“Have the courage to do what you enjoy doing”
Peter Goerke is responsible for more than 46,000 employees from 170 nations. In the following interview, Credit Suisse’s Chief Human Resources Officer discusses the importance of diversity and talent as a competitive advantage, as well as the questions to
Peter Goerke, Chief Human Resources Officer at Credit Suisse, talks about diversity, talent, and what makes a successful job interview.
Mr. Goerke, what was your dream job when you were a child?
I was born in the 1960s. The first moon landing took place in 1969 and I was fascinated to watch the black and white television images of Neil Armstrong walking on the moon. Like many other children at the time, I wanted to become an astronaut.
What was the most important thing you learned at school?
Not much (laughs). With the education system that existed at the time, children were expected to learn vast amounts of information by heart. However, teaching children how to learn and to solve a problem is much more important. Today, this approach is more widespread since knowledge – meaning facts and figures – is now universally available.
You have been working in the area of human resources (HR) for around 20 years. What do you find so fascinating about this particular field?
My work is first and foremost about people – and I see it both as a great privilege and a huge responsibility. As a result of technological developments, more and more repetitive elements of our work are being automated. This means that the human factor is becoming more crucial, since we are left with the most complex and challenging tasks. People are becoming increasingly important – they make all the difference.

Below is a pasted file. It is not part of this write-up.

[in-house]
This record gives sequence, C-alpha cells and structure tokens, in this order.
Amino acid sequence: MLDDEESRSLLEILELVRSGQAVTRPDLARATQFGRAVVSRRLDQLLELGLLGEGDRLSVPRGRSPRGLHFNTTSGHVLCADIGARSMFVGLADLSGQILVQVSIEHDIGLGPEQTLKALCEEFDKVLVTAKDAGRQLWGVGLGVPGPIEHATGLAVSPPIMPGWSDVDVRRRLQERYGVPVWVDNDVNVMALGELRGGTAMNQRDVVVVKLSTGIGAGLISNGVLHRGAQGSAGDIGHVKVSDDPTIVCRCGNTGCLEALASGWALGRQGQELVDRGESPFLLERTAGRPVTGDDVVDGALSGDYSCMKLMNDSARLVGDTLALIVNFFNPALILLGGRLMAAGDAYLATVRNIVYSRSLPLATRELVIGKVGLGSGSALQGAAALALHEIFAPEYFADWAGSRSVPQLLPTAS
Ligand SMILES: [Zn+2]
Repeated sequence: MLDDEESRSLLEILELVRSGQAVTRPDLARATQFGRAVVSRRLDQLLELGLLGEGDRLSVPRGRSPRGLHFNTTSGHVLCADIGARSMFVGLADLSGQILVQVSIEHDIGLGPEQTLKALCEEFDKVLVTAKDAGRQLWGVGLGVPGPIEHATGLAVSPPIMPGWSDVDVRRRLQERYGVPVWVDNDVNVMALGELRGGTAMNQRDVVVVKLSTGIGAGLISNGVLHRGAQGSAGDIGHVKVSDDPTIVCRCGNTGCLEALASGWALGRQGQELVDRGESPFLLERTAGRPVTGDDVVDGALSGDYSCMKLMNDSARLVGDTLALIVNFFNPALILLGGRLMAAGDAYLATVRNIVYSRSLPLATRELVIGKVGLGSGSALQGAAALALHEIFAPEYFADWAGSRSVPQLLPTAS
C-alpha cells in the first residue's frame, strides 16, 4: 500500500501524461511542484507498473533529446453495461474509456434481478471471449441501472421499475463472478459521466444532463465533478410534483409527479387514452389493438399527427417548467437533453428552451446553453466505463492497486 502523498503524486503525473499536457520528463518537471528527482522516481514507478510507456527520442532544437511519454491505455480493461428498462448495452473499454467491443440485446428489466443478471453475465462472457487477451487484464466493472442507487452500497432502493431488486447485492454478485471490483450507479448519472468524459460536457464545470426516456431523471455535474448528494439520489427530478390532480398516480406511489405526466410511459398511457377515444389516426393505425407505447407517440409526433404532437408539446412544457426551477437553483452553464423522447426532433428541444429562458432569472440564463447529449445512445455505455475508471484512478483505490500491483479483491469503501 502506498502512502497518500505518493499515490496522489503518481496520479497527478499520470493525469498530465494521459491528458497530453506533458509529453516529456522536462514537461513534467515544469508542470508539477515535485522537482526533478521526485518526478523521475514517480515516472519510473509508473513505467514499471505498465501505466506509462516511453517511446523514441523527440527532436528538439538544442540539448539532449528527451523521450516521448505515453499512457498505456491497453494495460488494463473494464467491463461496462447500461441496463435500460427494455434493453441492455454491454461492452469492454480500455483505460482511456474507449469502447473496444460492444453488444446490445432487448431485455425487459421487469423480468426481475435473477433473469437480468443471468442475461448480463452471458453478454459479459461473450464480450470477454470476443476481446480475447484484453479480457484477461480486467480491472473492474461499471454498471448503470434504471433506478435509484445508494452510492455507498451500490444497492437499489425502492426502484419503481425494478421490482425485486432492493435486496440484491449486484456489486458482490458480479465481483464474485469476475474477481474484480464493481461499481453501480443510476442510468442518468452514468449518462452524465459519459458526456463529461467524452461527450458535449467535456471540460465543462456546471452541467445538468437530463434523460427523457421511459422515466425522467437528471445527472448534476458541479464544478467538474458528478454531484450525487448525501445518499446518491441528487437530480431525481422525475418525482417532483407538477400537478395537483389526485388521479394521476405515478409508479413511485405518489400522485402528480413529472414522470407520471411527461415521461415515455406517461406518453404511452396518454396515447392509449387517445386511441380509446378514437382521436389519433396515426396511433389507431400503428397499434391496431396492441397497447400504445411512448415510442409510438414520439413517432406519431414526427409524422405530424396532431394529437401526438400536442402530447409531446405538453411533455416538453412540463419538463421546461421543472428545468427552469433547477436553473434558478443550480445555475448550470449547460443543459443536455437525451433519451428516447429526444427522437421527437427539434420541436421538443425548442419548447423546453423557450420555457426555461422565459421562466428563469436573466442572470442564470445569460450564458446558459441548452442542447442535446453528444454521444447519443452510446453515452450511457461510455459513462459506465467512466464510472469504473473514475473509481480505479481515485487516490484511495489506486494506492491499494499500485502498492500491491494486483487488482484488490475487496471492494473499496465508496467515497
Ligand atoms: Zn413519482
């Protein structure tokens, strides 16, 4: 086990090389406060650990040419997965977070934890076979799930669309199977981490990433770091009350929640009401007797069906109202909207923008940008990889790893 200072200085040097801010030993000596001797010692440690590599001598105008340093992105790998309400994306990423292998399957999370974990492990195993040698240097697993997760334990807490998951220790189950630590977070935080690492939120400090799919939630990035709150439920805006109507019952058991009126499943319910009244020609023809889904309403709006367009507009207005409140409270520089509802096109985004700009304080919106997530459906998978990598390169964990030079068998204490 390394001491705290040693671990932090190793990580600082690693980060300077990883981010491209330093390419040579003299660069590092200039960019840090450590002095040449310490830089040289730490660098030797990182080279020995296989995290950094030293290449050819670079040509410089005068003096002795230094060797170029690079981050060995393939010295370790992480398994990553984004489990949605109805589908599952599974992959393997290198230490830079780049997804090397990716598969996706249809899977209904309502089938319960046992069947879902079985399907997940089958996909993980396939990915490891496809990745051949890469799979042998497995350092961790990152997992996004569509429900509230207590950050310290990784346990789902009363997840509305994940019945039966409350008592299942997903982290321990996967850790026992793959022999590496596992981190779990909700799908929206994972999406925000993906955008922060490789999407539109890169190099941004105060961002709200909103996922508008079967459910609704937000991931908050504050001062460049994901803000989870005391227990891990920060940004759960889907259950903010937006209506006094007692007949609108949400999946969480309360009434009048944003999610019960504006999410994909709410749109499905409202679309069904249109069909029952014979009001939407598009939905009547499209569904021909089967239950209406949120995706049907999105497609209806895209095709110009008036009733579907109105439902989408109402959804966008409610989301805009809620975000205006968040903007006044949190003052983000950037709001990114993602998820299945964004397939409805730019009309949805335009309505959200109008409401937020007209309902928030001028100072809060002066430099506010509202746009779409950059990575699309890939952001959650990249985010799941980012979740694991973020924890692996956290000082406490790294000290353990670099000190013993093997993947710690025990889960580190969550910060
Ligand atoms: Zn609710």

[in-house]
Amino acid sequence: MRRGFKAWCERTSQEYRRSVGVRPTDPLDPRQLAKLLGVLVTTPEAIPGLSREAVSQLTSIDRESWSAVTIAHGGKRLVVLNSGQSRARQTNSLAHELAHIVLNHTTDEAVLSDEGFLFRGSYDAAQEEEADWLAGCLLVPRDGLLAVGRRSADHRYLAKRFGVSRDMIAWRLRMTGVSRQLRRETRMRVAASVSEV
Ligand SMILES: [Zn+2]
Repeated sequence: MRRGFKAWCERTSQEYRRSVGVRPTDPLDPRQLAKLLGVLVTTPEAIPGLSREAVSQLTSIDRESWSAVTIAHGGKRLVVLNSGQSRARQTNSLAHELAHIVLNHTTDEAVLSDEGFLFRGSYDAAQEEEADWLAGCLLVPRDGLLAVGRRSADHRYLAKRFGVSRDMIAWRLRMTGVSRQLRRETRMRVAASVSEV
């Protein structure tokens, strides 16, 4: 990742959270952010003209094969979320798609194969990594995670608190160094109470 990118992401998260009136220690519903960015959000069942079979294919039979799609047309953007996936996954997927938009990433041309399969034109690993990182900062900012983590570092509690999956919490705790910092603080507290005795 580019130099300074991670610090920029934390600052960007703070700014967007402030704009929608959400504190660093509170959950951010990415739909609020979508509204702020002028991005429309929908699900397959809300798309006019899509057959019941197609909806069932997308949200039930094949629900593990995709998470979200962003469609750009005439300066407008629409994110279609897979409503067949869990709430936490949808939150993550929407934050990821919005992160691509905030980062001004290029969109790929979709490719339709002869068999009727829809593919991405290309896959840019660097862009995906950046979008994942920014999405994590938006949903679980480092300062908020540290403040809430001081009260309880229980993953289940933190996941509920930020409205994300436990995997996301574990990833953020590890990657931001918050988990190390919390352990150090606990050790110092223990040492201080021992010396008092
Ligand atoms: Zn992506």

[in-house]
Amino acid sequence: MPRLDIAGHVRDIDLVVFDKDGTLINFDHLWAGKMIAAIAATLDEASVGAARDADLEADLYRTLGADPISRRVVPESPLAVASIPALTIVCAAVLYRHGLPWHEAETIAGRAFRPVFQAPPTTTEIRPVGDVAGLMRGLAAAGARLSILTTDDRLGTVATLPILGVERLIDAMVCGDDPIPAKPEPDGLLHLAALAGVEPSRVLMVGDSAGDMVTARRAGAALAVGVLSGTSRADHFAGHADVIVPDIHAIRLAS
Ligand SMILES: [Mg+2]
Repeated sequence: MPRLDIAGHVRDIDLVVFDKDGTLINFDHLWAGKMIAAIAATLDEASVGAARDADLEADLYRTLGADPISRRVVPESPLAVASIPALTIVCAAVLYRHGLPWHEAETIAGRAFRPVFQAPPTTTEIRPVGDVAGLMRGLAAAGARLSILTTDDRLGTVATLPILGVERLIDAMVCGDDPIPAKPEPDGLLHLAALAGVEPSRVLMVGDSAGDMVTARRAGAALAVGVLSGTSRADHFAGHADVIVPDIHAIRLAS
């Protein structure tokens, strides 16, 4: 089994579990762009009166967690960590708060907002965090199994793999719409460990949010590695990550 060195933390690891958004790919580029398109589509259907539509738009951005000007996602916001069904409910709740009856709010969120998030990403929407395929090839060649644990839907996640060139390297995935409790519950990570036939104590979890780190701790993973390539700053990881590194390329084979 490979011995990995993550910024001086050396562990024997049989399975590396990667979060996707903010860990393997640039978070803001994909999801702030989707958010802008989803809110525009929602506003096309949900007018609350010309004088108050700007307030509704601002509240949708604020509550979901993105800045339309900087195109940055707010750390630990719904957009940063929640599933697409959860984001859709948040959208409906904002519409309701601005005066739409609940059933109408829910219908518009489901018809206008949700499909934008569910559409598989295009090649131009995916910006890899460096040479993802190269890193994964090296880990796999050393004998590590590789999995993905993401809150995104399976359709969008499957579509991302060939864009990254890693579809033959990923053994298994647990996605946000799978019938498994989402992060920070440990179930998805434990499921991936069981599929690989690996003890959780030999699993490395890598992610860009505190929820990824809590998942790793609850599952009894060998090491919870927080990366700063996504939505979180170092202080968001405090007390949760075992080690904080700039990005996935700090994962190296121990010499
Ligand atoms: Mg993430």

How is this trend transforming the HR approach of companies?
In the past, the work of HR departments mainly consisted of operational and administrative tasks – such as managing payroll and the annual employee appraisal and promotion processes. Those processes now require fewer resources, allowing us to focus more on strategic activities. Identifying, attracting and further developing the best talents in the world is a key part of our role in HR. This can give us a clear competitive advantage: If a company has the best talents, this has an impact on its success – and if it doesn’t, its results suffer.
Who are your main competitors today in the battle for the smartest minds?
You have to distinguish here between university graduates and employees with professional experience. In the case of graduates, every attractive company is basically a rival. If we are talking about experienced employees, we mainly compete with firms in the finance
Daniel Ammann and Simon Brunner (interview) and Yves Bachmann (photos) Peter Goerke, aged 56, is Chief Human Resources Officer and a Member of the Executive Board of Credit Suisse Group. He previously held the same function at Prudential plc and Zurich Insurance Group and he also worked for Mckinsey & Co. and Egon Zehnder International. Peter Goerke studied Economics at the University of St. Gallen. He is married and has a daughter.
industry. Technology and IT are of critical importance for our company. In those areas, we are looking for the same type of professionals as the frequently cited FAANGS [editor’s note: Facebook, Apple, Amazon, Netflix, Google.]
How do you compete successfully with them?
A core principle of HR has always been: You have to go where the talent is. This means that Credit Suisse visits leading universities and recruitment events. It is crucial for our company to have a clear profile and to be able to communicate exactly what we stand for and what people can expect from us. The Internet is also growing more and more important in this area. Social media platforms are not only a source of the latest news about Credit Suisse – they also facilitate an intensive dialogue with potential employees. And as a basic principle: It is, of course, very helpful if the company is successful. After all, the best talents want to be part of a successful team.